Ninth question: If the object is resale and the baby does not sell as a baby, are you prepared for that? (a) Do you have safe and separate facilities for a weanling? Hot tape won't hold a weanling who is screaming for mom, and you all know what I think of barbed wire. (b) Do you have the knowledge to train appropriately during all stages of life, or the financial resources to pay for training? (c) What about feeding and nutrition? What do you know about how to feed a foal? It's not like feeding an adult horse. You can trash their legs permanently if you don't know what you're doing. (d) Can you afford another horse if he never sells?

Final question: Are foals like the one you contemplate consistently selling for at least $2000 - $2500 as weanlings? If you can find one out there for $500...don't do it. Please, don't do it. We have so many of those. We cannot find homes for them. They are $500. Then they are $300. Then they are at the auction. Everybody who goes to the auction is so damn tired of seeing your weanlings, yearlings, two year olds and unbroke adults selling for $175 to the kill buyer. And I know nobody planned for that outcome but it happens left and right. You are not immune from life's bad luck. You could lose your job. You could get divorced. You could get cancer. You could get hit by a drunk driver and never be able to work again. Bottom line, it is flat out irresponsible to produce foals that are not reasonably high in value. The only real protection a horse has in this world is a high value. Please, please, please don't create foals that don't even have that much of a safety net in life.

Your comments? I will keep them anonymous if you want to talk about both good and bad breeding experiences, or which worked out and which didn't. I'll only tag a screen name on to them if you put that at the end of your comment.

The SAFE show was a huge success. I knew some of my former rescues were coming, but this one was a surprise. This is Maggie, who was featured on the blog when she was up for adoption in January 2008, after we pulled her out of a place where hoof care and mucking did not take place anywhere near as often as they are supposed to. She had terrible teeth and ulcers in her mouth. After her rehab, she found her perfect home with a young rider whose name I did not catch (will edit when I get it) and this was their first horse show together! Too cool.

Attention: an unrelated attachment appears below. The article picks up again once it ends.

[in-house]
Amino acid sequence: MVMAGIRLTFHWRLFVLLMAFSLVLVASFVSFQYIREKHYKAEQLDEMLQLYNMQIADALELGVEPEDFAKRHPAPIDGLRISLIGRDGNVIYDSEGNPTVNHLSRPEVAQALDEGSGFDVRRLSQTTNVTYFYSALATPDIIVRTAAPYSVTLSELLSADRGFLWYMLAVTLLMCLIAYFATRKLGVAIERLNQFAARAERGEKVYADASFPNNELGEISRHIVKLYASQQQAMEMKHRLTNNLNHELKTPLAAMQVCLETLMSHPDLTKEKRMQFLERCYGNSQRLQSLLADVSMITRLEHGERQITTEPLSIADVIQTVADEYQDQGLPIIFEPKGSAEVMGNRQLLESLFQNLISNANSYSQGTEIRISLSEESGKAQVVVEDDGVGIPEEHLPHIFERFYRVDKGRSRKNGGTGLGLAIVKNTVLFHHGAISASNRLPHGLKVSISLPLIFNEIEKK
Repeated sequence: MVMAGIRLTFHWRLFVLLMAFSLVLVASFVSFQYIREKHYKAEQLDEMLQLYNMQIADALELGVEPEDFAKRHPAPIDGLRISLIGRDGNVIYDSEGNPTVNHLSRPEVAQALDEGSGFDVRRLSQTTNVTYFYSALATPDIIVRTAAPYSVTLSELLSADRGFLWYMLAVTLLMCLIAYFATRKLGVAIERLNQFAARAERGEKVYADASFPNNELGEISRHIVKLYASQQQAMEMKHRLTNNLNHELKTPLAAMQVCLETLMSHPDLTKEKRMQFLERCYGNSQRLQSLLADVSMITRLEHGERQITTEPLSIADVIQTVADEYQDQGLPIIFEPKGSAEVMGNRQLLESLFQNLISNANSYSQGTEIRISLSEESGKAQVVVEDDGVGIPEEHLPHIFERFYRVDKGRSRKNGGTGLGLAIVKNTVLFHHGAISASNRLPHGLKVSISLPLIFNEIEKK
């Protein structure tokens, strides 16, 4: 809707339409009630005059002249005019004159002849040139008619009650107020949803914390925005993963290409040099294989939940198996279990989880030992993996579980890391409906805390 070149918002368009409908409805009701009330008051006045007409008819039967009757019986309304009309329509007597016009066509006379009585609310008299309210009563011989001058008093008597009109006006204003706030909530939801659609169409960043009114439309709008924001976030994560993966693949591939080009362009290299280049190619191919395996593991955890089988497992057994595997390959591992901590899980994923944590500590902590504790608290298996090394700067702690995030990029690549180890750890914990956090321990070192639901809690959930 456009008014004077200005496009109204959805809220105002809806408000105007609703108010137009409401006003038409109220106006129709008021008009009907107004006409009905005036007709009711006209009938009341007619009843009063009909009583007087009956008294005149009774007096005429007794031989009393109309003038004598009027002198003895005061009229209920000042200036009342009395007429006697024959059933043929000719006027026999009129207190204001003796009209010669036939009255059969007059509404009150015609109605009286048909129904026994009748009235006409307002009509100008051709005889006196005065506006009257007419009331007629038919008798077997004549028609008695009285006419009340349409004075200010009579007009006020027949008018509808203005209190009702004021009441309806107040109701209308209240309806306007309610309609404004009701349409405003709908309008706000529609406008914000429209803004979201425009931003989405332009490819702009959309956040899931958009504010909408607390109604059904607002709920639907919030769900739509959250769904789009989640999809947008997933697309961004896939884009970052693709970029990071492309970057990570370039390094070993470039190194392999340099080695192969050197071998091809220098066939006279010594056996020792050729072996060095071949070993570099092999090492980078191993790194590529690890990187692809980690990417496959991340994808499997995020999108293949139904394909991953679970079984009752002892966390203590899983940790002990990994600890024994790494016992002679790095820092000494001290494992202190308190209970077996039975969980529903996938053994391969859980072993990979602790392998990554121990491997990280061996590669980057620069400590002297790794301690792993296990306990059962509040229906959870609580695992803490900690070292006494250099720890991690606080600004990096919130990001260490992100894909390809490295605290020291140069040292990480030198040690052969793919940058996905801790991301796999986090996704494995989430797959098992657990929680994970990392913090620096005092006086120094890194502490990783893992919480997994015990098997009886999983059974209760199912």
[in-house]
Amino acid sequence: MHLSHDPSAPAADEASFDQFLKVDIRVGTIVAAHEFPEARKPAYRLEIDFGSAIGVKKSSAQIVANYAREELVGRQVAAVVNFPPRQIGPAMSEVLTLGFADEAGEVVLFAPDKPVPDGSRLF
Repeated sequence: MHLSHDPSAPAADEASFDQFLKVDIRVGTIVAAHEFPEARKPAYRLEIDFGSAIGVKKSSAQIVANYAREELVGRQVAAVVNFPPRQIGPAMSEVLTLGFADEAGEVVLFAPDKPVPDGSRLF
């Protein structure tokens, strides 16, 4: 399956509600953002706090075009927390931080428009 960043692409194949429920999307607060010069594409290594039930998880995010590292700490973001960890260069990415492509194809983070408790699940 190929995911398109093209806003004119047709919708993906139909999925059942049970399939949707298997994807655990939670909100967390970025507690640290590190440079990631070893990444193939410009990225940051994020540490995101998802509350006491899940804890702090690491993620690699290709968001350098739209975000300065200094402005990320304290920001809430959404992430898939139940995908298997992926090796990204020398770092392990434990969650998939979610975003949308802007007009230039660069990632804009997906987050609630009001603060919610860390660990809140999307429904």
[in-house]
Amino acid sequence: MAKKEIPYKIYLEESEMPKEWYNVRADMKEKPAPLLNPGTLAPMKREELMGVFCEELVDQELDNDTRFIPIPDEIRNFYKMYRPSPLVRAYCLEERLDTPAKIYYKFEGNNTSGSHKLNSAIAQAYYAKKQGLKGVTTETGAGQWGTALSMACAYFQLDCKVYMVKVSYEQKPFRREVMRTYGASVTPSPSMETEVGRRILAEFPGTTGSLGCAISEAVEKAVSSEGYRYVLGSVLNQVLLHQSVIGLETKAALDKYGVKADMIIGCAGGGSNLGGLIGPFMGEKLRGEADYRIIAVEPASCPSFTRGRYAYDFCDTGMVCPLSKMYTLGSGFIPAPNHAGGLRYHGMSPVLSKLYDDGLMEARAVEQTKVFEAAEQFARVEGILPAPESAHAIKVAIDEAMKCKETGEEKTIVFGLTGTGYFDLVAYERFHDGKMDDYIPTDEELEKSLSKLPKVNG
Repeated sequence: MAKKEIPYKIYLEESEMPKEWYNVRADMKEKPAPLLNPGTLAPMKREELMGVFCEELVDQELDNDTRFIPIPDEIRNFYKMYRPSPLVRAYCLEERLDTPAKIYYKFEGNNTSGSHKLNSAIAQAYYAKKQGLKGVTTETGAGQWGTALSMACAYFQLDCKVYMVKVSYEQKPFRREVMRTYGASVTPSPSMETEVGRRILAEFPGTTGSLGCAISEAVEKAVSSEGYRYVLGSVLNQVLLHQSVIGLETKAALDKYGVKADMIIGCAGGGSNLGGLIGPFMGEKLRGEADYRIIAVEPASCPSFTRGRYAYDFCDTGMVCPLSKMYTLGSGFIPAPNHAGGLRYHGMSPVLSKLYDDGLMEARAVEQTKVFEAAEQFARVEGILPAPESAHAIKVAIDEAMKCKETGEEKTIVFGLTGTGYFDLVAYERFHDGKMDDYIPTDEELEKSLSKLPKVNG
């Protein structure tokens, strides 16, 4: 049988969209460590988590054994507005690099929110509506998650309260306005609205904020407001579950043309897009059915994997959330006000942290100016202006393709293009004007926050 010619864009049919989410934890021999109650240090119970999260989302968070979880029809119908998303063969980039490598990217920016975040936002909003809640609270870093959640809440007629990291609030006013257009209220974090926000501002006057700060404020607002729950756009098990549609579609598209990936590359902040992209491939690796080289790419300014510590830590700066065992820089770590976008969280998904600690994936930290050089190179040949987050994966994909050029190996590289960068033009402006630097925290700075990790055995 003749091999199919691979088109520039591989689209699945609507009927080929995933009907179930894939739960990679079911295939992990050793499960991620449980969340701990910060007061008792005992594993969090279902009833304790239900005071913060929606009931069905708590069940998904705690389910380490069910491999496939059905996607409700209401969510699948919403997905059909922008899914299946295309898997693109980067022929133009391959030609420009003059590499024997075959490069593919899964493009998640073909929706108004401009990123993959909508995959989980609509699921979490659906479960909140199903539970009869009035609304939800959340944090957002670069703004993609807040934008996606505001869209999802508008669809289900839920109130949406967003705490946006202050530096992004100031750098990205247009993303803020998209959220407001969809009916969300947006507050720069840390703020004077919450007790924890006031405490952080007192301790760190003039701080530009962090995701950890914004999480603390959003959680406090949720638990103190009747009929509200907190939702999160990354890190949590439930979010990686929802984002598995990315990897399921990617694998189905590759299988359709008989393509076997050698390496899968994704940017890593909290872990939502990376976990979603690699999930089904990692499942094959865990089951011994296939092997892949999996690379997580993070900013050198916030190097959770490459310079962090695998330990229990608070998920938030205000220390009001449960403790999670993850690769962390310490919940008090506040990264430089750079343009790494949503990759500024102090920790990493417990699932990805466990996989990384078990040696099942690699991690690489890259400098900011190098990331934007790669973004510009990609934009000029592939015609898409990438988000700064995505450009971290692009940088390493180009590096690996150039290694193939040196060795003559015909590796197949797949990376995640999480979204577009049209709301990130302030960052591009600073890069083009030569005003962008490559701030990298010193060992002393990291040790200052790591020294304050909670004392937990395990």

Of course it was fun to see Petersburg Knight again, who went in the adult/significant other lead-line with his mom's 90 year old grandmother! He looks fabulous as always. Prince Caspian, the Arabian I rode at the show last year, was there with his new owner. Sugar, a Paint ex-broodmare who was abandoned at a boarding stable this year with her colt, was out showing with a kid and loving it.

So many horses we'd originally seen as animal control seizures, with Henneke scores of 1 and 2, were out there looking ready for the big shows. One of the most amazing transformations is Cedar County Queen. This mare is huge (16.3), dark bay and super classy. Best of all, she's not spooky or silly, nor does she require an experienced rider. She would be a fantastic dressage prospect for an amateur or youth with a trainer to help bring her along and the sky is the limit for her. She flunked out of track training and wasn't ridden for 10 years, so at age 14, she has perfect legs and no issues.

If you are interested in Cedar, contact SAFE.

And if you run a rescue, please consider having your own local rescue-friendly show! It is not only a great fundraiser, but it serves many other purposes. (a) You get to check on some of your formerly adopted horses in an informal way, (b) It provides a great "starter" show for an inexperienced horse/rider combo, (c) It shows the world how many high quality horses are rescued and (d) It shows the world how long a horse can live a useful and productive life and how a 37 year old can look! Among other things, I showed 37 year old Sarge in Rescue Halter and Bribe Your Horse (we got 2nd out of 20 in BYH!)...he has 2 teeth left but as you can see, looks great. It can be done and is not even hard. Pretty sure you all have a hose to make mush!